So good for them.
And good for those who had the cash and chutzpah to keep investing in a down market, and keep buying to help drive the market up.
But for the rest of America - which is to say 99 percent of the population - the recession is still very much alive, thank you very much. Good for rich investors that the market is up, but if you're out of work - and millions are, with unemployment at 10.2 percent and still climbing - times are still tough.
You can see it in the way people are still slashing their household budgets. I know we recently took another scalpel to ours, and when I called the phone company to cut a landline and the cable company to cut a service, the reps there told me they were regularly fielding calls by people making small but real cuts in their monthly expenses.
And you can see it in the restaurants that still are scrounging for nightly dinner business.
And you can see it in government budgets. The one in Albany is a mess. And the one in New York City, while a lot less messy, isn't very pretty. Mayor Mike Bloomberg, fresh from his less-than-stellar re-election two weeks ago, announcing today that the "local economic outlook remains uncertain," and calling for more budget cuts. And no sector is spared, although schools, fire and police departments won't be as hard hit as everyone else.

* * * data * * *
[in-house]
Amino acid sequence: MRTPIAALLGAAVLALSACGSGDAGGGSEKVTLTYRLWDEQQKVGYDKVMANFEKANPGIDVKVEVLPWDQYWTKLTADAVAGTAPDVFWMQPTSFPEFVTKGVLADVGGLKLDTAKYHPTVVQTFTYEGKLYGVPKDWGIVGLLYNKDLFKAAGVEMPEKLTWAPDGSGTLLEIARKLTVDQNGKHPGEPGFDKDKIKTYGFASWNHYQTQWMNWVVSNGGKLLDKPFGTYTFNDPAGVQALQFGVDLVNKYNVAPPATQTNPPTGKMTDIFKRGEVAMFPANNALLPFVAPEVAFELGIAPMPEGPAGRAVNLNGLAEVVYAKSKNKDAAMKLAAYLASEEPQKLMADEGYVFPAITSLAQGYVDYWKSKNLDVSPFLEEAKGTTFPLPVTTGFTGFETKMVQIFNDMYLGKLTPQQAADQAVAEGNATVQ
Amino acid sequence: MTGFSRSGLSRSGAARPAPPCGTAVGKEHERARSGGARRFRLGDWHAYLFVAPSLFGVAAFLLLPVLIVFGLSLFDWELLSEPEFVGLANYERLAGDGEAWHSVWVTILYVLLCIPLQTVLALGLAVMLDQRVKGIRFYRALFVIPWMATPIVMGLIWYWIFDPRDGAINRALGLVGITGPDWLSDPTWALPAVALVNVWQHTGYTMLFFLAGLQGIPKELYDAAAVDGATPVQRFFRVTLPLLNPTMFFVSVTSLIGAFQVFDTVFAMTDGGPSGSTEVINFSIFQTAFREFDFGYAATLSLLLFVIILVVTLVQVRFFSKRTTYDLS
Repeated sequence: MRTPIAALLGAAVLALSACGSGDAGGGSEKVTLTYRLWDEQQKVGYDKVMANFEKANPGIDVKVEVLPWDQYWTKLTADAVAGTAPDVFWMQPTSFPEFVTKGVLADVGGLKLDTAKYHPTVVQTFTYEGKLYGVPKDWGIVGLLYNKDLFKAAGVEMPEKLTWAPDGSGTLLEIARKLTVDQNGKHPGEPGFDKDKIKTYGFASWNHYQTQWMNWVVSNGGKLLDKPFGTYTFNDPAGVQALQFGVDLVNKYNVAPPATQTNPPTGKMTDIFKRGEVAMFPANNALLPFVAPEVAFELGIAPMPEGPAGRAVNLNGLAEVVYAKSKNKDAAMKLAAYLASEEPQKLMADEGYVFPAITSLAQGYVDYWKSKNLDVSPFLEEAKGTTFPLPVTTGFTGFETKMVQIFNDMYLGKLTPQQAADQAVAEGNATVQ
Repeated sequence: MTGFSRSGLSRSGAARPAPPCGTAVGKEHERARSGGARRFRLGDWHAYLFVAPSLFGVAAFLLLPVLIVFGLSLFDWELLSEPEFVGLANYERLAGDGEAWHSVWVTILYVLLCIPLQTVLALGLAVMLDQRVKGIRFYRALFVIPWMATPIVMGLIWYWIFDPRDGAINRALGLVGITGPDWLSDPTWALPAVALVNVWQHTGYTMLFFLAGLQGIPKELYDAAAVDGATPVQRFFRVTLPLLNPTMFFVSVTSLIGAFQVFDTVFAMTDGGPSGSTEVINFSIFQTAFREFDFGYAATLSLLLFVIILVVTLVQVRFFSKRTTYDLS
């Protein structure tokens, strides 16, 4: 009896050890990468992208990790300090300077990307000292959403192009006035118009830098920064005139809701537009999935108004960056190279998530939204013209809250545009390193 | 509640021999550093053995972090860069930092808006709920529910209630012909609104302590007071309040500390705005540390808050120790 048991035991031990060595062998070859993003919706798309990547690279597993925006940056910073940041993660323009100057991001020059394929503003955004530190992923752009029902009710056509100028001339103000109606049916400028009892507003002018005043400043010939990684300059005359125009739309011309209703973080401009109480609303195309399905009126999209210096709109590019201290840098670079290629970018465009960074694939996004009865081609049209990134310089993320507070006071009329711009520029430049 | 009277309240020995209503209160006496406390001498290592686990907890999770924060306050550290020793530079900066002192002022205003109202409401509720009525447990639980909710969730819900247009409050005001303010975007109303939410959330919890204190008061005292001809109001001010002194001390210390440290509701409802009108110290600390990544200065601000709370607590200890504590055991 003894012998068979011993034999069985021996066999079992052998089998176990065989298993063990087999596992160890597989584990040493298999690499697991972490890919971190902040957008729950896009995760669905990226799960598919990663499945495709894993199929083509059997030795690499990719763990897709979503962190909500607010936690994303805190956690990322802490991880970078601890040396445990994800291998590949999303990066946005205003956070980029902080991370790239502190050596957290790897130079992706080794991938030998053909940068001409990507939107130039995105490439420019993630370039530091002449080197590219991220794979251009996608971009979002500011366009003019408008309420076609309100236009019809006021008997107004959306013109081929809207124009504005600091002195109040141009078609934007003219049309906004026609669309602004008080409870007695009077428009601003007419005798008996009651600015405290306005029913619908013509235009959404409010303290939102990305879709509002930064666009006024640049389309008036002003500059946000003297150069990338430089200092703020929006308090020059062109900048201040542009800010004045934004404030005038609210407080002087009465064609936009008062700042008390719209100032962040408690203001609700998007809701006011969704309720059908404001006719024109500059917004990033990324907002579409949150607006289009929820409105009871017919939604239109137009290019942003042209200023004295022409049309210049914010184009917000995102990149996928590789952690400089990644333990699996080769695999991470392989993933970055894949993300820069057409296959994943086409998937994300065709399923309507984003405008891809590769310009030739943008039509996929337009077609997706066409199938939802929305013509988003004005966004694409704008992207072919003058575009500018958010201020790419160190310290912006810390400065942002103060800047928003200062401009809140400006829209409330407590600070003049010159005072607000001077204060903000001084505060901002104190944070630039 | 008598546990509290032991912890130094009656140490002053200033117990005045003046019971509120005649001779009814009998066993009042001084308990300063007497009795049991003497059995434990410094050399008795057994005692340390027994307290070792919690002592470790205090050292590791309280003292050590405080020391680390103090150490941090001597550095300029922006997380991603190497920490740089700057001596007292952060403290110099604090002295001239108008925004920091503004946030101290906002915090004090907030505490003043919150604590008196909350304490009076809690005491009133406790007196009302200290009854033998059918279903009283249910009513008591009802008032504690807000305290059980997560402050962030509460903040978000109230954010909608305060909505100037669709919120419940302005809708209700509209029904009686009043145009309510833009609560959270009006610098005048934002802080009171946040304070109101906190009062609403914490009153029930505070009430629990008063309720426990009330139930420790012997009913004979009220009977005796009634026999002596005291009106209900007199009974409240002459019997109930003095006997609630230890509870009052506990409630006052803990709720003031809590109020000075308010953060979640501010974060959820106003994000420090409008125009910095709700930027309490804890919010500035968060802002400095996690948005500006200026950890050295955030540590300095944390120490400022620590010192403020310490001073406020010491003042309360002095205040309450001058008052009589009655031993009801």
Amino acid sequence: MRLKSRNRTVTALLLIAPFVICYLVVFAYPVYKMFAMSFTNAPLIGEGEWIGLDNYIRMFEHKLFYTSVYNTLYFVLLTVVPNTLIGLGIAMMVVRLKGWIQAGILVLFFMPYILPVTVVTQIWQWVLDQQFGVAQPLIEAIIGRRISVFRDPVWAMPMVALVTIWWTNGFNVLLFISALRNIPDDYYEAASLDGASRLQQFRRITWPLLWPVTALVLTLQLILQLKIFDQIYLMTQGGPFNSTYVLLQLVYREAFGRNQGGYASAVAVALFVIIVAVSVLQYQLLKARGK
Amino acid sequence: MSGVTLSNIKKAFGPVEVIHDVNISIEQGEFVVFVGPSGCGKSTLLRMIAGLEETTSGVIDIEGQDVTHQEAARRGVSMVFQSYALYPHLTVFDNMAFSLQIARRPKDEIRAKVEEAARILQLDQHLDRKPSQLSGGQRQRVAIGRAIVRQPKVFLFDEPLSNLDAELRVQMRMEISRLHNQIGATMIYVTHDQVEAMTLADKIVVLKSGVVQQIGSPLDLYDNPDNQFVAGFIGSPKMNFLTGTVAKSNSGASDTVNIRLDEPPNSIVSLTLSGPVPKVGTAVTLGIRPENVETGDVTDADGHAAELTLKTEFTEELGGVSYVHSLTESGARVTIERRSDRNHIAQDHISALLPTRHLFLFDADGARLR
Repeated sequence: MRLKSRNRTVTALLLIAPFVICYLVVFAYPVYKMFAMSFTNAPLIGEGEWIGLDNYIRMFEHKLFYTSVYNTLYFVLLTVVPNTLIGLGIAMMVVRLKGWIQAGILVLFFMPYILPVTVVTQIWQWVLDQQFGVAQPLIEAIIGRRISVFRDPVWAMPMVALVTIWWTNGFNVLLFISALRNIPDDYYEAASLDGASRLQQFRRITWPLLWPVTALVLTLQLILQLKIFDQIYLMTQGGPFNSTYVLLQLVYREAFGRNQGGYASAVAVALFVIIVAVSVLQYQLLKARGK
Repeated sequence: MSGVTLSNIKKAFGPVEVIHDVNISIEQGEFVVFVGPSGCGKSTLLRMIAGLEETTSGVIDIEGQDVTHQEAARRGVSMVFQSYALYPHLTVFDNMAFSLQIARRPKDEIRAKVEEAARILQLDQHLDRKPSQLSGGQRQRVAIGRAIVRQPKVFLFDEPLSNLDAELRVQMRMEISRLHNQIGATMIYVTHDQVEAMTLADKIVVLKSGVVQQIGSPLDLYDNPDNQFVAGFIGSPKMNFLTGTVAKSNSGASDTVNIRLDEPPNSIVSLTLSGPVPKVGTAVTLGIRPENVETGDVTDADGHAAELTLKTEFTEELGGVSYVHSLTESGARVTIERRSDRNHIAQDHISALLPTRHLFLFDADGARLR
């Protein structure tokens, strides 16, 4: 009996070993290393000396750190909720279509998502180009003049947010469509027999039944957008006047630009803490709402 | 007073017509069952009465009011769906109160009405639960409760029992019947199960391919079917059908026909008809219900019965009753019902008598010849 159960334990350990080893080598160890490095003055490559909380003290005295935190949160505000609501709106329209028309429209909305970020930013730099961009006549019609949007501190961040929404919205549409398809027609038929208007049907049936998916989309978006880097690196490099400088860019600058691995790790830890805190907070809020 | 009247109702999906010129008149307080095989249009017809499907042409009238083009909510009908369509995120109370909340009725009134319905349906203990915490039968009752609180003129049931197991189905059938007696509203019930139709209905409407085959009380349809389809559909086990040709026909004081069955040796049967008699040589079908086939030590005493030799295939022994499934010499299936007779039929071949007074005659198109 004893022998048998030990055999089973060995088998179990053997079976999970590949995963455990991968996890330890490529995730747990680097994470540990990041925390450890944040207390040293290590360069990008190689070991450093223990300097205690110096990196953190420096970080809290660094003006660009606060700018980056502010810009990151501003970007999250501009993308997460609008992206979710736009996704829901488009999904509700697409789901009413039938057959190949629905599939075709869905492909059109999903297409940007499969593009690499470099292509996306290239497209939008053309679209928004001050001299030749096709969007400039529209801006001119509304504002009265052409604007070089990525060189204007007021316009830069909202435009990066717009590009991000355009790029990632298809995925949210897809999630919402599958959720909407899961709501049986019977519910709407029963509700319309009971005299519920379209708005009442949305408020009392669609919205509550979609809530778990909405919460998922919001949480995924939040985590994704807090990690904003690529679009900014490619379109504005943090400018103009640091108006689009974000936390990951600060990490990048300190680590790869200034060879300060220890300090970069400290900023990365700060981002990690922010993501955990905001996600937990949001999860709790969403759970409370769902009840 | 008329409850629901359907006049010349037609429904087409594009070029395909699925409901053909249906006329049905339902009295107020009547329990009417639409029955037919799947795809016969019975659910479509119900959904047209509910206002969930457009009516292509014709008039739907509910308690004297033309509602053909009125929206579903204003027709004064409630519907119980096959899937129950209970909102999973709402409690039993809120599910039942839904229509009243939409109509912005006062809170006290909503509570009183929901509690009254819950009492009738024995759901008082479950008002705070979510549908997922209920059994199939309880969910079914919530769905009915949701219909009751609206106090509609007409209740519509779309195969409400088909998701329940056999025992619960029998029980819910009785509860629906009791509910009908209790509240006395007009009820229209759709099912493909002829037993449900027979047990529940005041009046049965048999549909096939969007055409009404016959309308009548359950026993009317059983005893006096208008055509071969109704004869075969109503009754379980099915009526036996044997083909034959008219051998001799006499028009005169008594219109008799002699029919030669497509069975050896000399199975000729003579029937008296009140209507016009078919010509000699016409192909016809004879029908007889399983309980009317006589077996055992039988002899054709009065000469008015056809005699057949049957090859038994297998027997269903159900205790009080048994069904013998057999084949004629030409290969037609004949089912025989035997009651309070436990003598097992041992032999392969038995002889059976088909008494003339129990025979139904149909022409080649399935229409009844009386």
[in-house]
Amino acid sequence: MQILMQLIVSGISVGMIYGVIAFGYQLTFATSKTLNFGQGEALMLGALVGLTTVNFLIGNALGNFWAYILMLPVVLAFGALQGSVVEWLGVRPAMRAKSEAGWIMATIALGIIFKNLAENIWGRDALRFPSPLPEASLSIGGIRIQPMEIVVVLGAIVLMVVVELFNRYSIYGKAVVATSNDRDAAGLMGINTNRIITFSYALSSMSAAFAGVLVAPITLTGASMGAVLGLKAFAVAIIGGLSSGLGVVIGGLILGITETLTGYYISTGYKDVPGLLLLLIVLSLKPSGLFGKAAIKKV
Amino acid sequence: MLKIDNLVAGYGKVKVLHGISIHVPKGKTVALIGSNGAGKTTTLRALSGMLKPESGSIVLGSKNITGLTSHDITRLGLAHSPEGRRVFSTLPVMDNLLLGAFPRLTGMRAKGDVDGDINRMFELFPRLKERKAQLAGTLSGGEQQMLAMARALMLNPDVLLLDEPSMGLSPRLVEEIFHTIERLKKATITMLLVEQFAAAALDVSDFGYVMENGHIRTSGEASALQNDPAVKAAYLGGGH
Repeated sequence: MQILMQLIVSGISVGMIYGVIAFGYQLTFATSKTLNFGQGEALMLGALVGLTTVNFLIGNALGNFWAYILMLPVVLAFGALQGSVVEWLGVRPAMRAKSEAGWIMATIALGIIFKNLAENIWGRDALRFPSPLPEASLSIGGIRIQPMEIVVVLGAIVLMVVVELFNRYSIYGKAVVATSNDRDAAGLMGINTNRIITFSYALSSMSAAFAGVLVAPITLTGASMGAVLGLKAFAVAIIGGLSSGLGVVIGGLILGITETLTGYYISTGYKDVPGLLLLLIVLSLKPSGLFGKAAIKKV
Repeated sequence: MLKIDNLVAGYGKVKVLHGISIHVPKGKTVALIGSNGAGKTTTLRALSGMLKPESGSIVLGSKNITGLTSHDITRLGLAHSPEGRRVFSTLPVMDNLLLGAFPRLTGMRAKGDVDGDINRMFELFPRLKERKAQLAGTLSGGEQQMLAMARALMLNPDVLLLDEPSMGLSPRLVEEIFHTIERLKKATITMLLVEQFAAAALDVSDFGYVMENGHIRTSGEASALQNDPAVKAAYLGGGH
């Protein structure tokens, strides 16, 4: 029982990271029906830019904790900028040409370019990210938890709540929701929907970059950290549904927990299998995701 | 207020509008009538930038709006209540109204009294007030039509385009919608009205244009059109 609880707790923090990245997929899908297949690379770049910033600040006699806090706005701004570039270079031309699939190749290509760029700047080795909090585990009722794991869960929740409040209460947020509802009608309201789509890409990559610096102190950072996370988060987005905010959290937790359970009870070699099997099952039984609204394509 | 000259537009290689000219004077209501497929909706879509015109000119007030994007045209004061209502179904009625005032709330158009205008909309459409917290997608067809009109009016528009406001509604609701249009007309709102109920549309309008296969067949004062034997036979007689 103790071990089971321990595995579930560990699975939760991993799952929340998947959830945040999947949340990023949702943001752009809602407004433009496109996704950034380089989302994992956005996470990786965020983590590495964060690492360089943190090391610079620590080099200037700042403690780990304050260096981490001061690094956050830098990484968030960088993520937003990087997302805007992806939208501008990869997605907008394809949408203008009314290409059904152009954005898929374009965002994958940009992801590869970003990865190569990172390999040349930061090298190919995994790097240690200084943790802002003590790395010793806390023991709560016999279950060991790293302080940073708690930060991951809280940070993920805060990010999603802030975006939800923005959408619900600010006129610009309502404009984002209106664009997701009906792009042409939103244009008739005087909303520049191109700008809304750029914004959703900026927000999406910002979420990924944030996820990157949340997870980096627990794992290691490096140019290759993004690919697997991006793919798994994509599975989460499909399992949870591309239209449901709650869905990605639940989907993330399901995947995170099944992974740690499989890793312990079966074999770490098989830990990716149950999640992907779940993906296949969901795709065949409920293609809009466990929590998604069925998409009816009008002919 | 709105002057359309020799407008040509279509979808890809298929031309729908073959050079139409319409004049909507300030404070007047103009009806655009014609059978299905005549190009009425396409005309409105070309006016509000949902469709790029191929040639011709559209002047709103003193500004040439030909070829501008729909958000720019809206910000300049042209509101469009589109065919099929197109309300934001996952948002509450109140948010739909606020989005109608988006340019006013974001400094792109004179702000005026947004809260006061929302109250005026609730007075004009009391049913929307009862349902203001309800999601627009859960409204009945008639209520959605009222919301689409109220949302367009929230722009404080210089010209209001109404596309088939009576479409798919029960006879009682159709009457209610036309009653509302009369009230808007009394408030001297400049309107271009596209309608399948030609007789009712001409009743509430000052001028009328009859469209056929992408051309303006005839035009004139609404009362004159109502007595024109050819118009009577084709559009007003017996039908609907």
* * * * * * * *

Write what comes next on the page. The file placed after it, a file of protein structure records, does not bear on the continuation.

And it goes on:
Deep slashes overall in the next two years - with 5.5 percent for education, 6 percent for police and fire, and 12 percent for all other City agencies.
Officials are focusing on spending cuts because revenues are clearly not pouring in. The recession may be over in technical terms - the economy may not be continuing to shrink as drastically and in fact may be growing ever-so-slightly - but jobs aren't being created, and people who are getting jobs are taking them for lower wages than the jobs they lost.
And that means lower revenues for government.
We'll have the latest on the dire budget projections, tonight at 11.
Also at 11, an incredible story from our investigative reporter Jim Hoffer. In the months before the Sept. 11 terror attacks, back when it was easier to get a marriage license, scores of Middle Eastern Men, from Pakistan, Egypt, Yemen, Jordan and Syria, came to a small town in Westchester County to get married. Married, in some cases, to the same bride. Was it a way to gain legal status? Was it all a scam? Is it a security risk that still exists today. Jim's disturbing story, at 11.
We'll also have any breaking news of the night, plus Lee Goldberg's AccuWeather forecast, and Scott Clark with the night's sports. I hope you can join Liz Cho and me, tonight at 11.